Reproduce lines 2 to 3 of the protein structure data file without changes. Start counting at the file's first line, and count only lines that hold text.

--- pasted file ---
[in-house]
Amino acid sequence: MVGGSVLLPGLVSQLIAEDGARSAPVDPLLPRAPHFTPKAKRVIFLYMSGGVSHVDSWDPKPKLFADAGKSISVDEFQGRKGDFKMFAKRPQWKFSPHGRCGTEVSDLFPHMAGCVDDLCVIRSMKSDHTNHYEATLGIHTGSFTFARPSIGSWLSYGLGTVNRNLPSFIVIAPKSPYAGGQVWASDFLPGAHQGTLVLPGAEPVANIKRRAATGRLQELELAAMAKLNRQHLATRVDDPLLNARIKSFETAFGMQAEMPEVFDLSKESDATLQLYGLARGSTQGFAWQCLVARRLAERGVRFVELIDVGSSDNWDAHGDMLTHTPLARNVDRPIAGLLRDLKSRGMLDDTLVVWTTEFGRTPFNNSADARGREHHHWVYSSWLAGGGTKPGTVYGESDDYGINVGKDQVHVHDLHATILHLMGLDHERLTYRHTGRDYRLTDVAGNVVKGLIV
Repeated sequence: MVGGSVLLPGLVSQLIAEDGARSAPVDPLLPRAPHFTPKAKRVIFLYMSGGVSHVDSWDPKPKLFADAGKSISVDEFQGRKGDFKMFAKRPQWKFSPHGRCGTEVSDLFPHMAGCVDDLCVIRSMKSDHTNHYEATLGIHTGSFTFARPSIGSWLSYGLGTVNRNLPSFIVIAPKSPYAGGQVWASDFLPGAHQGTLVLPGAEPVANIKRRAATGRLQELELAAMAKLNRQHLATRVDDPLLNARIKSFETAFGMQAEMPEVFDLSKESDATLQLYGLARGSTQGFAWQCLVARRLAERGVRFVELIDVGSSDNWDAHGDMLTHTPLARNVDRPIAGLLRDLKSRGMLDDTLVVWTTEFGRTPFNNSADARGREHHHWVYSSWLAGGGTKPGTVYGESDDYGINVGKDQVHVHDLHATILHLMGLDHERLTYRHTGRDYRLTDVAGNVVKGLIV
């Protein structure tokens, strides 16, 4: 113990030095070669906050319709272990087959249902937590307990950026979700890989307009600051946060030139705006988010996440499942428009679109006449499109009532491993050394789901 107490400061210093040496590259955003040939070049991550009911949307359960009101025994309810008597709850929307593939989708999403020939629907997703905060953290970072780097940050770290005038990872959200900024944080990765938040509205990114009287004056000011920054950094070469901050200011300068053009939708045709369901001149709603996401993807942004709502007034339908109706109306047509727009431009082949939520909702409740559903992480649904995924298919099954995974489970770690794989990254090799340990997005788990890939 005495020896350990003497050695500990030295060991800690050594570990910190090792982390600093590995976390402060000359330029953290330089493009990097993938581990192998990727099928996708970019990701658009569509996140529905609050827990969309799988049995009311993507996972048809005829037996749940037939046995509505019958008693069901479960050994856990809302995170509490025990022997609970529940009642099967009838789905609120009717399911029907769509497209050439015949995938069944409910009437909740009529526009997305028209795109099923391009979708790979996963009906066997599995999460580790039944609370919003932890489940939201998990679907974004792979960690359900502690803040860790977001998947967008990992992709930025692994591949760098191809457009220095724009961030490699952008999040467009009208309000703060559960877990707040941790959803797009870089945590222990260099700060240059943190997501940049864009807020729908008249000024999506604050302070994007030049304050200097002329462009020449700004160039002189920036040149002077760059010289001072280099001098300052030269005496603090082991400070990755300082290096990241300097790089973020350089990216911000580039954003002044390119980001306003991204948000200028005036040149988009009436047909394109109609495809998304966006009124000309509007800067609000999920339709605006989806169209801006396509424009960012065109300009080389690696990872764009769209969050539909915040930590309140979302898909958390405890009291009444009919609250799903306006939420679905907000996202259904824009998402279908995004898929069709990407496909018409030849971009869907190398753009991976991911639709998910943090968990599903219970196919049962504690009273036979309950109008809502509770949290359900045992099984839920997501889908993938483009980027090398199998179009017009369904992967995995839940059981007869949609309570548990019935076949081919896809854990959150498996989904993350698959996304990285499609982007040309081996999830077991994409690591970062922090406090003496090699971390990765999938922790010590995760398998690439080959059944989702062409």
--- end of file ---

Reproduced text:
Amino acid sequence: MVGGSVLLPGLVSQLIAEDGARSAPVDPLLPRAPHFTPKAKRVIFLYMSGGVSHVDSWDPKPKLFADAGKSISVDEFQGRKGDFKMFAKRPQWKFSPHGRCGTEVSDLFPHMAGCVDDLCVIRSMKSDHTNHYEATLGIHTGSFTFARPSIGSWLSYGLGTVNRNLPSFIVIAPKSPYAGGQVWASDFLPGAHQGTLVLPGAEPVANIKRRAATGRLQELELAAMAKLNRQHLATRVDDPLLNARIKSFETAFGMQAEMPEVFDLSKESDATLQLYGLARGSTQGFAWQCLVARRLAERGVRFVELIDVGSSDNWDAHGDMLTHTPLARNVDRPIAGLLRDLKSRGMLDDTLVVWTTEFGRTPFNNSADARGREHHHWVYSSWLAGGGTKPGTVYGESDDYGINVGKDQVHVHDLHATILHLMGLDHERLTYRHTGRDYRLTDVAGNVVKGLIV
Repeated sequence: MVGGSVLLPGLVSQLIAEDGARSAPVDPLLPRAPHFTPKAKRVIFLYMSGGVSHVDSWDPKPKLFADAGKSISVDEFQGRKGDFKMFAKRPQWKFSPHGRCGTEVSDLFPHMAGCVDDLCVIRSMKSDHTNHYEATLGIHTGSFTFARPSIGSWLSYGLGTVNRNLPSFIVIAPKSPYAGGQVWASDFLPGAHQGTLVLPGAEPVANIKRRAATGRLQELELAAMAKLNRQHLATRVDDPLLNARIKSFETAFGMQAEMPEVFDLSKESDATLQLYGLARGSTQGFAWQCLVARRLAERGVRFVELIDVGSSDNWDAHGDMLTHTPLARNVDRPIAGLLRDLKSRGMLDDTLVVWTTEFGRTPFNNSADARGREHHHWVYSSWLAGGGTKPGTVYGESDDYGINVGKDQVHVHDLHATILHLMGLDHERLTYRHTGRDYRLTDVAGNVVKGLIV